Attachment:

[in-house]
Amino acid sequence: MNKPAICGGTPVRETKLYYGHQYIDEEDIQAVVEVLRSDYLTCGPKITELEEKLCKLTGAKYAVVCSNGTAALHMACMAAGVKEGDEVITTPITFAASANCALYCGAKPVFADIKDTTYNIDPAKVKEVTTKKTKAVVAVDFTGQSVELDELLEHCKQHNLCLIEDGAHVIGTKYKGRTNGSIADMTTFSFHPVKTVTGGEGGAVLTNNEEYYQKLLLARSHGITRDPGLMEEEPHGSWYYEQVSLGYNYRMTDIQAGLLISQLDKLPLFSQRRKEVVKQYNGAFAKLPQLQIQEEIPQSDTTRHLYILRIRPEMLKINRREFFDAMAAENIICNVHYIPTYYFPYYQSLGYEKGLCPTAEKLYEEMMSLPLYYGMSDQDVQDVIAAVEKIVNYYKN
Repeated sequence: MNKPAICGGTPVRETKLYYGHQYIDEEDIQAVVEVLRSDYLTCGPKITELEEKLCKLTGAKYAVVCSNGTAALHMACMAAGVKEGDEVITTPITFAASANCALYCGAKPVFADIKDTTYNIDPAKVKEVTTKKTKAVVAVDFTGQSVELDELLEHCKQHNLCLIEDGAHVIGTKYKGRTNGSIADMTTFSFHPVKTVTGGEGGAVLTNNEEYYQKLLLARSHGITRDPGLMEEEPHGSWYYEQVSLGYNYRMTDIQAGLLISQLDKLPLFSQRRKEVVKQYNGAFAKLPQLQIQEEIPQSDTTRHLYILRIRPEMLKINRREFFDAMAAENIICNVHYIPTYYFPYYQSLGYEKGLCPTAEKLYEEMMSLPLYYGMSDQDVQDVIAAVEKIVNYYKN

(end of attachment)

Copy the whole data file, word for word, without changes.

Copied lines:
[in-house]
Amino acid sequence: MNKPAICGGTPVRETKLYYGHQYIDEEDIQAVVEVLRSDYLTCGPKITELEEKLCKLTGAKYAVVCSNGTAALHMACMAAGVKEGDEVITTPITFAASANCALYCGAKPVFADIKDTTYNIDPAKVKEVTTKKTKAVVAVDFTGQSVELDELLEHCKQHNLCLIEDGAHVIGTKYKGRTNGSIADMTTFSFHPVKTVTGGEGGAVLTNNEEYYQKLLLARSHGITRDPGLMEEEPHGSWYYEQVSLGYNYRMTDIQAGLLISQLDKLPLFSQRRKEVVKQYNGAFAKLPQLQIQEEIPQSDTTRHLYILRIRPEMLKINRREFFDAMAAENIICNVHYIPTYYFPYYQSLGYEKGLCPTAEKLYEEMMSLPLYYGMSDQDVQDVIAAVEKIVNYYKN
Repeated sequence: MNKPAICGGTPVRETKLYYGHQYIDEEDIQAVVEVLRSDYLTCGPKITELEEKLCKLTGAKYAVVCSNGTAALHMACMAAGVKEGDEVITTPITFAASANCALYCGAKPVFADIKDTTYNIDPAKVKEVTTKKTKAVVAVDFTGQSVELDELLEHCKQHNLCLIEDGAHVIGTKYKGRTNGSIADMTTFSFHPVKTVTGGEGGAVLTNNEEYYQKLLLARSHGITRDPGLMEEEPHGSWYYEQVSLGYNYRMTDIQAGLLISQLDKLPLFSQRRKEVVKQYNGAFAKLPQLQIQEEIPQSDTTRHLYILRIRPEMLKINRREFFDAMAAENIICNVHYIPTYYFPYYQSLGYEKGLCPTAEKLYEEMMSLPLYYGMSDQDVQDVIAAVEKIVNYYKN